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Roman79
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Posts: 63
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Message 81 of 241

Re: X1 Yoga 3rd gen HDR display not HDR capable

So, i just searched some infos about the iPhone X panel. You are right, no FRC and no 10bit. So no HDR. Even Apple is saying that they downconvert to SDR Colorrange. So its no HDR too and it seems to be you never see real HDR. Yeah, iPhone X do have very good display (OLED) but, if they downconvert to SDR its still a fake HDR. Sure, if you compare Side-Side HDR to SDR on iPhone X you will see a difference, brighter lights and darker shadows, but thats not HDR. You lost some data between this (gradients). Thats why HDR must be driven in at least 10bit from hostsystem so output is giving full range of 1 billion colors. Of course, there are some features which can output this to a 8bit Panel (FRC is one of them). But as long as the hostsystem will output only 8bit to display, you will never even get a nearly HDR image, because the hossystem is output only 8bit too, and at this point you are already limited to 16,7M Colors. This cant be HDR, and the display, can only interpolate informations that it gets from hostsystem.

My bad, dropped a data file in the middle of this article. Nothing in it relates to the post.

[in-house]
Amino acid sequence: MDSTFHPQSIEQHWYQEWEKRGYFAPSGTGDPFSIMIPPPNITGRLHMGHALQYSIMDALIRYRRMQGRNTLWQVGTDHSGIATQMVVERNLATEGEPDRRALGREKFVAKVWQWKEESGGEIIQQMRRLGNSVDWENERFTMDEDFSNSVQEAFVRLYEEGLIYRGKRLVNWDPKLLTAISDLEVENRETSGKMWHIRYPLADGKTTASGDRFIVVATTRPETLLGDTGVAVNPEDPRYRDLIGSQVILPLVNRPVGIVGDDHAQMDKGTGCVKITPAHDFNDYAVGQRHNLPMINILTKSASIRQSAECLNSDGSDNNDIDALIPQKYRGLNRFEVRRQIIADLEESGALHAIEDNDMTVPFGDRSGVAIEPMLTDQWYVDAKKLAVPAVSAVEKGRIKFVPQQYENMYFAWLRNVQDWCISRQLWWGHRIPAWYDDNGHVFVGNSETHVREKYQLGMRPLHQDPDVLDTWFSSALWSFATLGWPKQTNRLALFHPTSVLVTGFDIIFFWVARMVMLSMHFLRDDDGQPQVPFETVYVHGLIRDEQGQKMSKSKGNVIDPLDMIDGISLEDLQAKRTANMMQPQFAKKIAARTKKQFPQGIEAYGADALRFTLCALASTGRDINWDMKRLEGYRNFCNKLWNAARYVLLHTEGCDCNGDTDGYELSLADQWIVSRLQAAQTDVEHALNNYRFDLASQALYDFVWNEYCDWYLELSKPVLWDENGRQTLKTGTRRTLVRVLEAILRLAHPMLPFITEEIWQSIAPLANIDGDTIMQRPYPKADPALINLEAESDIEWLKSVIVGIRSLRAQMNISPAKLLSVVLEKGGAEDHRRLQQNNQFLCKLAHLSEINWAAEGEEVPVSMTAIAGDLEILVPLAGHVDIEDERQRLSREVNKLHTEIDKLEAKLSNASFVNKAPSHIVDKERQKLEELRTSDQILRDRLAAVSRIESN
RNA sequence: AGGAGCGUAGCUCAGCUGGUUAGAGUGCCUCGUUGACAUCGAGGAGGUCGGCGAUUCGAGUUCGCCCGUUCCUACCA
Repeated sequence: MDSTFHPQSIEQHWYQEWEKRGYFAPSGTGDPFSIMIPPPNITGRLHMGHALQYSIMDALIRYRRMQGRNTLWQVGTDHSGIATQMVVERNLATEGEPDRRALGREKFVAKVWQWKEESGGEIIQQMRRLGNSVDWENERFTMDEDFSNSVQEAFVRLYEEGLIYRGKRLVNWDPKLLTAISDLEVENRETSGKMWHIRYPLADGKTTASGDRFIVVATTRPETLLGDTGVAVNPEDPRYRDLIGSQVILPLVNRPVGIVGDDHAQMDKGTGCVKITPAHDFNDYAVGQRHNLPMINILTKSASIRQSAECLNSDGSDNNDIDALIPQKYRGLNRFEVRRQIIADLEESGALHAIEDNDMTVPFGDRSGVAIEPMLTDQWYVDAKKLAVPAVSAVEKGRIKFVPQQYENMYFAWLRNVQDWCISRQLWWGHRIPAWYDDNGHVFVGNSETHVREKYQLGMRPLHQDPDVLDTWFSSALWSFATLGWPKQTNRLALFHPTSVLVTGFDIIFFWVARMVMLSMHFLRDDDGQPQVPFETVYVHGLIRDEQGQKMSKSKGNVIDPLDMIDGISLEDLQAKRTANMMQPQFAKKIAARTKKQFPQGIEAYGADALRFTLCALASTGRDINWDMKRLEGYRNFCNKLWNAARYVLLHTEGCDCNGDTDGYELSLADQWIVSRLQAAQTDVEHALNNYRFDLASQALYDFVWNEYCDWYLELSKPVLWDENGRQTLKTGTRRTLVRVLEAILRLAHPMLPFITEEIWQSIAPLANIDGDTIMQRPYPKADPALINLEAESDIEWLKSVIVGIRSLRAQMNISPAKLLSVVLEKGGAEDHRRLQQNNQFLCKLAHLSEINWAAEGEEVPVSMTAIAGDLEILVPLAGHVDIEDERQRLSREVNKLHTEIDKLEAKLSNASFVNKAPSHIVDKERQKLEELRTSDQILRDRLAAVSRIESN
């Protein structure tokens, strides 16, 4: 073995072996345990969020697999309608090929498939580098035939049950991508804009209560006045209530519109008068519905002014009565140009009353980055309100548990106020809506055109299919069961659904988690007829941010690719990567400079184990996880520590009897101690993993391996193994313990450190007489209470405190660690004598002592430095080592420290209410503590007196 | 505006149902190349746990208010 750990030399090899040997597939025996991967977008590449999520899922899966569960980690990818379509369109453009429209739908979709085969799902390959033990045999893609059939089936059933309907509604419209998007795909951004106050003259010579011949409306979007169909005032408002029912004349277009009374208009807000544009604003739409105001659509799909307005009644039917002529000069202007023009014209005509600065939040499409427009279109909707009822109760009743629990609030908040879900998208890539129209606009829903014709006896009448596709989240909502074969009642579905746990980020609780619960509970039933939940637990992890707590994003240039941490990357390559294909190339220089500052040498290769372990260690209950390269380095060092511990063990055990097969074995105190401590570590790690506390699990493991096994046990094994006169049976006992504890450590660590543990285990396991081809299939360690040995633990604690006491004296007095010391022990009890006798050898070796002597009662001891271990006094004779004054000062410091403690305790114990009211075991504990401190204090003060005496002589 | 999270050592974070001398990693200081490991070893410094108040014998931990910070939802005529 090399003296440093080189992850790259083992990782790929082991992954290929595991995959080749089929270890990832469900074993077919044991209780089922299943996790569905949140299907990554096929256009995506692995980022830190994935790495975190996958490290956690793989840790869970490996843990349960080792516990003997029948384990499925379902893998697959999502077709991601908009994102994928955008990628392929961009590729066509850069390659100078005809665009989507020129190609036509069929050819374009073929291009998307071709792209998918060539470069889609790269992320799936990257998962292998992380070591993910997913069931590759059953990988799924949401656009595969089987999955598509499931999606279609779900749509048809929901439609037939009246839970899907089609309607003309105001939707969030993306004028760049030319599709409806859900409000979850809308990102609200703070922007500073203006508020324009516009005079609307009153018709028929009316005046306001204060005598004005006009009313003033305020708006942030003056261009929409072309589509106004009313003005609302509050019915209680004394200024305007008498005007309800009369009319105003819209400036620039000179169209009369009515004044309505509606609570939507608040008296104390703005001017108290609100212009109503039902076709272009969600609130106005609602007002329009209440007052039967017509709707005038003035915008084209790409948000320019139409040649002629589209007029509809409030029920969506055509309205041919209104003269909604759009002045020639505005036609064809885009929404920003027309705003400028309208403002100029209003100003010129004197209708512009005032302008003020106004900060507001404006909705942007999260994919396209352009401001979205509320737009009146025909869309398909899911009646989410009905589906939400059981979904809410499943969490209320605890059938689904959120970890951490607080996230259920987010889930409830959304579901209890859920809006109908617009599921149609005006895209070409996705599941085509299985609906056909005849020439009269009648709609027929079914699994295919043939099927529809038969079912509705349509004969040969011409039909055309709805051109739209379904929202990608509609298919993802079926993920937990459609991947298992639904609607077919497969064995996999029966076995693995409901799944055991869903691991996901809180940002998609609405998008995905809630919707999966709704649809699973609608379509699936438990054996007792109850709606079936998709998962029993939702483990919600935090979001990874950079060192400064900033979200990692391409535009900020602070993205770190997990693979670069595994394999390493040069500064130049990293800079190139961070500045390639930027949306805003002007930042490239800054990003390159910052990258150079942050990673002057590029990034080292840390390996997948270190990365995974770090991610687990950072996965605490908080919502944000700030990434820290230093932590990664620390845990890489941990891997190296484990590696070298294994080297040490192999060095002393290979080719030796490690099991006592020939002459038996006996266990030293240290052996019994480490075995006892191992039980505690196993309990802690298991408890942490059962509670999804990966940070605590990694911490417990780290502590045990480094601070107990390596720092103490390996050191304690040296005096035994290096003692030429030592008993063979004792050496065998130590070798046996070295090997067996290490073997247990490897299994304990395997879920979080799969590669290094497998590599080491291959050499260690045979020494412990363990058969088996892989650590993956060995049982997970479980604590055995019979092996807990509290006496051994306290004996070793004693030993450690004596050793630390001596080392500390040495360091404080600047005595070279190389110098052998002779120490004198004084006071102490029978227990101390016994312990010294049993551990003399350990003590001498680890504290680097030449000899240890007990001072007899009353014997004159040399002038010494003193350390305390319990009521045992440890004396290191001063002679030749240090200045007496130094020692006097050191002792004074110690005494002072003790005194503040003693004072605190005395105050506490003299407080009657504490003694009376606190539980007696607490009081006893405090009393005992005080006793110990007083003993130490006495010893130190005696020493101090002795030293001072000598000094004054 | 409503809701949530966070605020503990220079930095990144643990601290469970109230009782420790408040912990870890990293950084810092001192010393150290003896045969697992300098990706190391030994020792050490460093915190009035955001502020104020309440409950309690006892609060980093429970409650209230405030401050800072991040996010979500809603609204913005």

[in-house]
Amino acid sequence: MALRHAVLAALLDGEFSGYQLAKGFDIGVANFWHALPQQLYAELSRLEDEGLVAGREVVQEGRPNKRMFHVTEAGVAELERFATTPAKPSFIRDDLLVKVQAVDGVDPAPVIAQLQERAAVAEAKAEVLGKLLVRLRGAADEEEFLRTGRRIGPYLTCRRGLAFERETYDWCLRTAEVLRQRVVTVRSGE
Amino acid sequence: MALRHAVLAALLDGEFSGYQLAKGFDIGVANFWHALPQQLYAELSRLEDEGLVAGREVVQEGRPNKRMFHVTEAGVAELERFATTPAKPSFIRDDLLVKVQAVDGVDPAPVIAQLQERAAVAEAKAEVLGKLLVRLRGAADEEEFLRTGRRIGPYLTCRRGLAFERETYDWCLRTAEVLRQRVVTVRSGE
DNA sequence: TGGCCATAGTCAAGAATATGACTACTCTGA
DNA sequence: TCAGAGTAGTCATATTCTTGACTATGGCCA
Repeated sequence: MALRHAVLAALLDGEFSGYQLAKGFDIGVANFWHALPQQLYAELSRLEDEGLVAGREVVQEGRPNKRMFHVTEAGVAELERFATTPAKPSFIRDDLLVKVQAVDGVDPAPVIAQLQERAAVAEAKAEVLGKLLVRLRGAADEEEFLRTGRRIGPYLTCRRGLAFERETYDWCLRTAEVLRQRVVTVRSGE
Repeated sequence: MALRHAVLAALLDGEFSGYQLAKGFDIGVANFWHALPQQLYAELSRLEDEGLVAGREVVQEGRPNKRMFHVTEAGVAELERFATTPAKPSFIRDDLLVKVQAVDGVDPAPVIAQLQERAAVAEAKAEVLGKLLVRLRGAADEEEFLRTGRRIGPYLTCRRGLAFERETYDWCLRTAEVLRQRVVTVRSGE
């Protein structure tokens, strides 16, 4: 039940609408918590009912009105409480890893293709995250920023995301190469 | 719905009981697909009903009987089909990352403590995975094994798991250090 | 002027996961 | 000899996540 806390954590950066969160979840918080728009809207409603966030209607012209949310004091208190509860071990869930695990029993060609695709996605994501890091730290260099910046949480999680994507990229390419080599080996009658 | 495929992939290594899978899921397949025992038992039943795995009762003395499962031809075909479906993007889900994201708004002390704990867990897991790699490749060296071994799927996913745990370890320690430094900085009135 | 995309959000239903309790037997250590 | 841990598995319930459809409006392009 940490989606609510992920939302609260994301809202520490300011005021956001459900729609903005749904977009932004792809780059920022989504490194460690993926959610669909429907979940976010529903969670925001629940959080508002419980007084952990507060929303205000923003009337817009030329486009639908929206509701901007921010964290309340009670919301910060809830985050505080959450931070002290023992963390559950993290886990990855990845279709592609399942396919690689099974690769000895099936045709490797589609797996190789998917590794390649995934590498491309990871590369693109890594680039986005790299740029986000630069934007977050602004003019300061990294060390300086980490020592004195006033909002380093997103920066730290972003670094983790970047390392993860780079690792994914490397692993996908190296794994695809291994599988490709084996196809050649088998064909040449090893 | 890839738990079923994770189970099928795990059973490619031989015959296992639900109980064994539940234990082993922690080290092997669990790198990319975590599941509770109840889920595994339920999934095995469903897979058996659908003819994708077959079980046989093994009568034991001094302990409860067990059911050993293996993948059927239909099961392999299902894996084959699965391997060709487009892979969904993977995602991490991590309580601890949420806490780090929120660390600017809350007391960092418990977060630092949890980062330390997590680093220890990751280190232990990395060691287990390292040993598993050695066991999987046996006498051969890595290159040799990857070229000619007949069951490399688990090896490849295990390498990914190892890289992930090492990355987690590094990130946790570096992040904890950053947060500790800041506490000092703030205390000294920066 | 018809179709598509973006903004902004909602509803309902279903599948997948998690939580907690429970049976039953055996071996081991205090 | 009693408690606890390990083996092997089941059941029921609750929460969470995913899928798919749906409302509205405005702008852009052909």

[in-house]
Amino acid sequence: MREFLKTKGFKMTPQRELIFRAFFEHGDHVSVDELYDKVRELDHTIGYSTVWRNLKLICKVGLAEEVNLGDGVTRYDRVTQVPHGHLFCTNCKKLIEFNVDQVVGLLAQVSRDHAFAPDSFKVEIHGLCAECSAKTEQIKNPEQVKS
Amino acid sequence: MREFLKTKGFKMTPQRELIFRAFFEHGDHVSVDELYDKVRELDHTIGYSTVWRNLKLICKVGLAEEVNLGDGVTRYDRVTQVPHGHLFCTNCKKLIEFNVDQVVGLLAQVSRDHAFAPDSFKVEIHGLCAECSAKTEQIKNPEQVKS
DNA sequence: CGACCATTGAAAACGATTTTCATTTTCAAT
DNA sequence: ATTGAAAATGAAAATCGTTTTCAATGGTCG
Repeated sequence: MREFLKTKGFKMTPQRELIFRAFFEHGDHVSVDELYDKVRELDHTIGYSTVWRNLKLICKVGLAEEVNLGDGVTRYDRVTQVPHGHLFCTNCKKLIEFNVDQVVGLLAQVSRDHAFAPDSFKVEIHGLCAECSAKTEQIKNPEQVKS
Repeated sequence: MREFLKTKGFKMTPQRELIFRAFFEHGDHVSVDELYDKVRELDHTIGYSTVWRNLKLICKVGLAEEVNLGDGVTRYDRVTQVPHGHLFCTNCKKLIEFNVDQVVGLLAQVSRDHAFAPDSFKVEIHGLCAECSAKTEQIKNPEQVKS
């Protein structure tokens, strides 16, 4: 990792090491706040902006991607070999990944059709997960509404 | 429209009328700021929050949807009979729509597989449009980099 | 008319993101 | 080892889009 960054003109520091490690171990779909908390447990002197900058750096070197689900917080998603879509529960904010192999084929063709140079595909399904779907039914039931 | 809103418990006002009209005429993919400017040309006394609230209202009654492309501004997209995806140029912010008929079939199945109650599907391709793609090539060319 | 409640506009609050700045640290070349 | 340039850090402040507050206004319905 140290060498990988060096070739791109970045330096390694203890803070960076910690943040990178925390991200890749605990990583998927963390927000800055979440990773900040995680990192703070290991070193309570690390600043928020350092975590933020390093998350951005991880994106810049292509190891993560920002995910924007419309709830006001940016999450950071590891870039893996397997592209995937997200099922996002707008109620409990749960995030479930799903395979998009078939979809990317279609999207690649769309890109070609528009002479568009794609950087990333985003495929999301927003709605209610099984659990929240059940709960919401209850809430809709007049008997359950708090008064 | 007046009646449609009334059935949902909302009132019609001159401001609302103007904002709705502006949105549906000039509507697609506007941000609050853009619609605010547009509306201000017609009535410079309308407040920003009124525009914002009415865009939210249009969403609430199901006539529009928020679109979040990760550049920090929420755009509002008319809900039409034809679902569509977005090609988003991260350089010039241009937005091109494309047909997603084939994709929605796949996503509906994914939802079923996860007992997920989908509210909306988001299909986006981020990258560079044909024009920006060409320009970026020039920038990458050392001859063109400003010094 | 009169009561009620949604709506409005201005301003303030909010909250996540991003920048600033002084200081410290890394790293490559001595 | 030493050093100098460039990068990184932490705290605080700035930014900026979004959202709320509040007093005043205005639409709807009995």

So, you can turn/see it as you wish, as long windows is driven in 8bit colordepth it cant be HDR. Doenst matter which tool or software you are using. We need 10bit output from Lenovo, if not possible HDR etc. was just a lie and false advertising.

BrianSu
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Message 82 of 241

Re: X1 Yoga 3rd gen HDR display not HDR capable

Ahh OK thanks for the detailed clarification on this. Appreciate it.

Lenovo ThinkPad X1 Carbon (6th Gen), ASUS PG27UQ Quantum Dot UHD 4K HDR 144 Hz Monitor
yfnew
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Message 83 of 241

Re: X1 Yoga 3rd gen HDR display not HDR capable

"Even Apple is saying that they downconvert to SDR Colorrange."